Easing of lockdown restrictions for Tourism and Hospitality sectors
On 23 June, the Prime Minister Boris Johnson announced that more businesses can reopen from 4 July 2020 in England, providing they adhere to certain COVID secure guidelines.
Leisure and Hospitality sector
The long-awaited news that pubs and restaurants can begin to trade from 4 July was welcomed by the hospitality industry which has been hit particularly hard during lockdown. People will also be able to enjoy ‘staycations’ within England as accommodation sites will be able to re-open for visitors.
Hairdressers are also allowed to open – a sigh of relief for those that undertook bodged DIY haircuts in the last few months.
Unfortunately some business and venues will still be required to remain closed for now:
- Bowling alleys and Indoor skating rinks
- Indoor fitness and dance studios, and indoor gyms and sports venues/facilities
- Indoor play areas including soft play
- Massage, tattoo and piercing parlours
- Nail bars, beauty salons and tanning salons
- Swimming pools including water parks
Exhibition or conference centres must remain closed for events such as exhibitions or conferences, other than for those who work for the business or organisation who run the venue.
Cafes, restaurants and shops that are self-contained and can be accessed from the outside, will still be permitted to open.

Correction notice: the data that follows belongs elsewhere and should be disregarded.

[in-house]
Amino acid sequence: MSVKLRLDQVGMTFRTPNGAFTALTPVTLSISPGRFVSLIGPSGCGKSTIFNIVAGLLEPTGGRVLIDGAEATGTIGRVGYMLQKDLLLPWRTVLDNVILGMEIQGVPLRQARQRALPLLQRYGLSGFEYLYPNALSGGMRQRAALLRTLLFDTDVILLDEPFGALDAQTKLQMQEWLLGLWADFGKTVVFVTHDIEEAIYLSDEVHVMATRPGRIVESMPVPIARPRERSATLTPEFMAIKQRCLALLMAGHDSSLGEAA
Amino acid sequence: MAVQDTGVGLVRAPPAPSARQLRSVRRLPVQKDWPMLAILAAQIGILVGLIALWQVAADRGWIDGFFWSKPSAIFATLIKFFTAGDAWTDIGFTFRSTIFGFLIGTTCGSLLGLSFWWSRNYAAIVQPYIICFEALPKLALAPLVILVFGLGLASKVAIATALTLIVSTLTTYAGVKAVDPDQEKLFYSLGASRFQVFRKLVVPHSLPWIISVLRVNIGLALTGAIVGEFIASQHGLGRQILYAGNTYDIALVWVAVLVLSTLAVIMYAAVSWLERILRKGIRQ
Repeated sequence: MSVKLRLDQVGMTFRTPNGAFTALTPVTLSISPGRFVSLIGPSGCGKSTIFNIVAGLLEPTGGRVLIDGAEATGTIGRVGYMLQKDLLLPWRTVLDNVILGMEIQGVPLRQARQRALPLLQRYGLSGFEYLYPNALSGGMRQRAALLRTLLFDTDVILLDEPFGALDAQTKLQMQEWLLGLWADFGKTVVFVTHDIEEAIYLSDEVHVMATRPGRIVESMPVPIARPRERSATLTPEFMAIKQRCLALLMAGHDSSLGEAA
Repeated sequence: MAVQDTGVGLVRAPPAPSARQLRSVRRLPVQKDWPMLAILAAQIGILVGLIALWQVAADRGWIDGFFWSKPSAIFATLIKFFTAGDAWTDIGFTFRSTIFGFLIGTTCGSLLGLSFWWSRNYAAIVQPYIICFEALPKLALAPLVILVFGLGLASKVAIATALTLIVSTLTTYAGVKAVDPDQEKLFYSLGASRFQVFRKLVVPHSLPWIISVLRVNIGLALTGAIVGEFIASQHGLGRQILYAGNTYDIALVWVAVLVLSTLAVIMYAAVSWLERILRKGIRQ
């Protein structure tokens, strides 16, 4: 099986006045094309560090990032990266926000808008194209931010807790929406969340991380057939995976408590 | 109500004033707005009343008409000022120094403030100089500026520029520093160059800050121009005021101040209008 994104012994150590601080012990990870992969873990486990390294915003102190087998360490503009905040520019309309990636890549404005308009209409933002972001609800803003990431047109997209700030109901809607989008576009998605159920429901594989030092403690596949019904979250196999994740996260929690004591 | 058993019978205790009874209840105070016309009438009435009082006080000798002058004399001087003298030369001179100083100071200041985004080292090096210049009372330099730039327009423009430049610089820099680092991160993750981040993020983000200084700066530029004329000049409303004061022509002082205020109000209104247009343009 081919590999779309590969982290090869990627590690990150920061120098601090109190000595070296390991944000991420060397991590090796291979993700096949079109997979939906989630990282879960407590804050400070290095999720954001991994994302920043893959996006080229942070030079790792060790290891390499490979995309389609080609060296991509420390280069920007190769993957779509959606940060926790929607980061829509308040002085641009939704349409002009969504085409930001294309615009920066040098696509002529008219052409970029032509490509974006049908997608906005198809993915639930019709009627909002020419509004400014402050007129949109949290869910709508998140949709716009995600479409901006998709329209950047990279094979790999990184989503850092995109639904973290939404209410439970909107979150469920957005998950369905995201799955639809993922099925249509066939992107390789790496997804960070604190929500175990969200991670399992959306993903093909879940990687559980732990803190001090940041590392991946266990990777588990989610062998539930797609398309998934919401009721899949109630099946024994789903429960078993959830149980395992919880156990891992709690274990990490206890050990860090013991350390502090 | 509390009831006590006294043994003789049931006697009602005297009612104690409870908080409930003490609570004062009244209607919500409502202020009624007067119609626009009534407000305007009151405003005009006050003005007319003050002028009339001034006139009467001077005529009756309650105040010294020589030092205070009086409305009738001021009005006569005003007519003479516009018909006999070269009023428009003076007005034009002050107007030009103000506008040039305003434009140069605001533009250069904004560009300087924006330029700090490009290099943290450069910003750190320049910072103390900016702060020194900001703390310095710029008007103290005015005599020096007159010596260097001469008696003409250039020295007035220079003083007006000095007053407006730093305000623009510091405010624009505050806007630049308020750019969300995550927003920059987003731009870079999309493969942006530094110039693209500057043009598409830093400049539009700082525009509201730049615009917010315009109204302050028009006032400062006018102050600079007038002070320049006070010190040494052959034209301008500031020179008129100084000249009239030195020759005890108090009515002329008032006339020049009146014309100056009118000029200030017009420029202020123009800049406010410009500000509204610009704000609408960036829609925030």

Arts and culture sector
Certain leisure facilities and tourist attractions may also reopen from 4 July, if they can do so safely. This includes:
- Community Centres
- Outdoor gyms and playgrounds
- Places of worship
- Social clubs
- Theme parks
Guidance for businesses
The government have released a series of guides for employers, employees and the self-employed to work safely during the coronavirus. Those businesses which operate more than one type of workplace may need to consult several guides.Access the guides
Changes to social distance rules
The Prime Minister also announced that from 4 July two households can meet up in any setting with social distance.
In addition, in situations where it is not possible for people to stay 2 metres apart from each other, updated guidance allows for ‘one metre plus’. This means that mitigations, such as face coverings which reduce the risk of transmission, must be used when people are 1 metre apart.